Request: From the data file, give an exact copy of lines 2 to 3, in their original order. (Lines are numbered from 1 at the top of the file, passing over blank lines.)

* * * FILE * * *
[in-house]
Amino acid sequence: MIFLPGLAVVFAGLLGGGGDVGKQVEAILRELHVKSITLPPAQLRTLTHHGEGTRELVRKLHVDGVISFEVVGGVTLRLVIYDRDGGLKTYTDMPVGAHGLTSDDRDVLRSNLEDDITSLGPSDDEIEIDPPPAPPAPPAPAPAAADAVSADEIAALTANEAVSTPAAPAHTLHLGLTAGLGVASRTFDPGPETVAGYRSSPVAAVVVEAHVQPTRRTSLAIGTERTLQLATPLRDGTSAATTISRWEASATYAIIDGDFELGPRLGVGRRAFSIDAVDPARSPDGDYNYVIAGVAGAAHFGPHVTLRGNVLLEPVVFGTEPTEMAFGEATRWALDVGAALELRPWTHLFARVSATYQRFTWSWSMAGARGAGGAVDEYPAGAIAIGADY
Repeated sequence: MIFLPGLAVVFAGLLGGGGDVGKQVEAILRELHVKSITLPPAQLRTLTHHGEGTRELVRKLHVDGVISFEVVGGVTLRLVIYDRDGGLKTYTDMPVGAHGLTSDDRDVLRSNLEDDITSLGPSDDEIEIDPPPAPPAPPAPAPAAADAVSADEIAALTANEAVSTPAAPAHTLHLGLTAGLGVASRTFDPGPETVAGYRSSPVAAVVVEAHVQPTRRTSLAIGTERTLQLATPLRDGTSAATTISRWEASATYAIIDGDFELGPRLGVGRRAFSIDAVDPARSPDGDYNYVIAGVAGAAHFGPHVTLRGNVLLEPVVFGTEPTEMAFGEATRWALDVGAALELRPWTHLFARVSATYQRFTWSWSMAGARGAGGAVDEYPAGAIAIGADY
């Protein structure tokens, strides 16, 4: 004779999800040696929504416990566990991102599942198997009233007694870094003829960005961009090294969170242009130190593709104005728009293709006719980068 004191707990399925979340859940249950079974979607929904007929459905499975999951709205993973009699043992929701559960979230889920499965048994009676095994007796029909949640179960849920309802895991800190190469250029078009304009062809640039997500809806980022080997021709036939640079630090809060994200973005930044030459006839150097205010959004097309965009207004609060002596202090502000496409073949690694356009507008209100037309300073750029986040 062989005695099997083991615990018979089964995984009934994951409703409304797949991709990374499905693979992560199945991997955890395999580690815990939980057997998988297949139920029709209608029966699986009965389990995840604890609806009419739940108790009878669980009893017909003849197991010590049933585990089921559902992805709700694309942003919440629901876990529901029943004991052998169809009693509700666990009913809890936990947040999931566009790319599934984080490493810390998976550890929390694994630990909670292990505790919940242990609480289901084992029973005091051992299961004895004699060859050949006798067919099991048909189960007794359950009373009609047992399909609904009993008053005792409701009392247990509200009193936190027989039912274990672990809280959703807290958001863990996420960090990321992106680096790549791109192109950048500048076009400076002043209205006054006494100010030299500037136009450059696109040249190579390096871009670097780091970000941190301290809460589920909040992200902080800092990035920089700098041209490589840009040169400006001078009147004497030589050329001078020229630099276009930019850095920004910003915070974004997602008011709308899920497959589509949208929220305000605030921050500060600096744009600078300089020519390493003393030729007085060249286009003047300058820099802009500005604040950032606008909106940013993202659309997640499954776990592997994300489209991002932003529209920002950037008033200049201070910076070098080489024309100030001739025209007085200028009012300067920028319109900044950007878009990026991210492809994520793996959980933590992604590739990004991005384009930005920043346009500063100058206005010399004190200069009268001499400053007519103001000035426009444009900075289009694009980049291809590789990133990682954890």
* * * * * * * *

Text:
Amino acid sequence: MIFLPGLAVVFAGLLGGGGDVGKQVEAILRELHVKSITLPPAQLRTLTHHGEGTRELVRKLHVDGVISFEVVGGVTLRLVIYDRDGGLKTYTDMPVGAHGLTSDDRDVLRSNLEDDITSLGPSDDEIEIDPPPAPPAPPAPAPAAADAVSADEIAALTANEAVSTPAAPAHTLHLGLTAGLGVASRTFDPGPETVAGYRSSPVAAVVVEAHVQPTRRTSLAIGTERTLQLATPLRDGTSAATTISRWEASATYAIIDGDFELGPRLGVGRRAFSIDAVDPARSPDGDYNYVIAGVAGAAHFGPHVTLRGNVLLEPVVFGTEPTEMAFGEATRWALDVGAALELRPWTHLFARVSATYQRFTWSWSMAGARGAGGAVDEYPAGAIAIGADY
Repeated sequence: MIFLPGLAVVFAGLLGGGGDVGKQVEAILRELHVKSITLPPAQLRTLTHHGEGTRELVRKLHVDGVISFEVVGGVTLRLVIYDRDGGLKTYTDMPVGAHGLTSDDRDVLRSNLEDDITSLGPSDDEIEIDPPPAPPAPPAPAPAAADAVSADEIAALTANEAVSTPAAPAHTLHLGLTAGLGVASRTFDPGPETVAGYRSSPVAAVVVEAHVQPTRRTSLAIGTERTLQLATPLRDGTSAATTISRWEASATYAIIDGDFELGPRLGVGRRAFSIDAVDPARSPDGDYNYVIAGVAGAAHFGPHVTLRGNVLLEPVVFGTEPTEMAFGEATRWALDVGAALELRPWTHLFARVSATYQRFTWSWSMAGARGAGGAVDEYPAGAIAIGADY